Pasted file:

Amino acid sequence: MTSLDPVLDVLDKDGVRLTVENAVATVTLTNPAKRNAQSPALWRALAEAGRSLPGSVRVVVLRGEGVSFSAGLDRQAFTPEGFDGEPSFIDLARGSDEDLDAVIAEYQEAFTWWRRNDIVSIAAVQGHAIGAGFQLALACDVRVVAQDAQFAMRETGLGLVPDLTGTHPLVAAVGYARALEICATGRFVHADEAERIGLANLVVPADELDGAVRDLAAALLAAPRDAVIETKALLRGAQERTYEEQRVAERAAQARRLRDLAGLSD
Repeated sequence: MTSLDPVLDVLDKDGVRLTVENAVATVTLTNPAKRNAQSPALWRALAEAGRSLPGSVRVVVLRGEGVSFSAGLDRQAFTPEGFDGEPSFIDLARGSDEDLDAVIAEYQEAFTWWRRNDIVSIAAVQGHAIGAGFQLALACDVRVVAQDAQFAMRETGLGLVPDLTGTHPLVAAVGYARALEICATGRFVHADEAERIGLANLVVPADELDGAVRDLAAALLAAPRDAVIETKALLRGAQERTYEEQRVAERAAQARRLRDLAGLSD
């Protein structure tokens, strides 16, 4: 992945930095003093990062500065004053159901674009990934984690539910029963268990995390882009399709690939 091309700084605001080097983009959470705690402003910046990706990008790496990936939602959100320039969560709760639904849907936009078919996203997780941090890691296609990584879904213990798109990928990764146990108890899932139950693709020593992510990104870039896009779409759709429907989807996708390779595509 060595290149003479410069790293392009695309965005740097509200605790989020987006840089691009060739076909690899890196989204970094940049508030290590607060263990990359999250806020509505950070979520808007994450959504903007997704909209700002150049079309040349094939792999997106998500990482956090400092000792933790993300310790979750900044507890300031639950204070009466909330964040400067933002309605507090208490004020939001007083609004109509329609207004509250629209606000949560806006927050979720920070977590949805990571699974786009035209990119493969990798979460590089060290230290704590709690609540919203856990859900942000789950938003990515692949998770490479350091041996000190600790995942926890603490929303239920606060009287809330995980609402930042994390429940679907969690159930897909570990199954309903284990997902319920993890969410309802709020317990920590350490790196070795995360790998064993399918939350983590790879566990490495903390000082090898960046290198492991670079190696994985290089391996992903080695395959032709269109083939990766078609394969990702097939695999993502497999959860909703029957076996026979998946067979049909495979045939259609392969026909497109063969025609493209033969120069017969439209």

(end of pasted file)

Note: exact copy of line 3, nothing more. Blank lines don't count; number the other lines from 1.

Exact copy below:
């Protein structure tokens, strides 16, 4: 992945930095003093990062500065004053159901674009990934984690539910029963268990995390882009399709690939 091309700084605001080097983009959470705690402003910046990706990008790496990936939602959100320039969560709760639904849907936009078919996203997780941090890691296609990584879904213990798109990928990764146990108890899932139950693709020593992510990104870039896009779409759709429907989807996708390779595509 060595290149003479410069790293392009695309965005740097509200605790989020987006840089691009060739076909690899890196989204970094940049508030290590607060263990990359999250806020509505950070979520808007994450959504903007997704909209700002150049079309040349094939792999997106998500990482956090400092000792933790993300310790979750900044507890300031639950204070009466909330964040400067933002309605507090208490004020939001007083609004109509329609207004509250629209606000949560806006927050979720920070977590949805990571699974786009035209990119493969990798979460590089060290230290704590709690609540919203856990859900942000789950938003990515692949998770490479350091041996000190600790995942926890603490929303239920606060009287809330995980609402930042994390429940679907969690159930897909570990199954309903284990997902319920993890969410309802709020317990920590350490790196070795995360790998064993399918939350983590790879566990490495903390000082090898960046290198492991670079190696994985290089391996992903080695395959032709269109083939990766078609394969990702097939695999993502497999959860909703029957076996026979998946067979049909495979045939259609392969026909497109063969025609493209033969120069017969439209």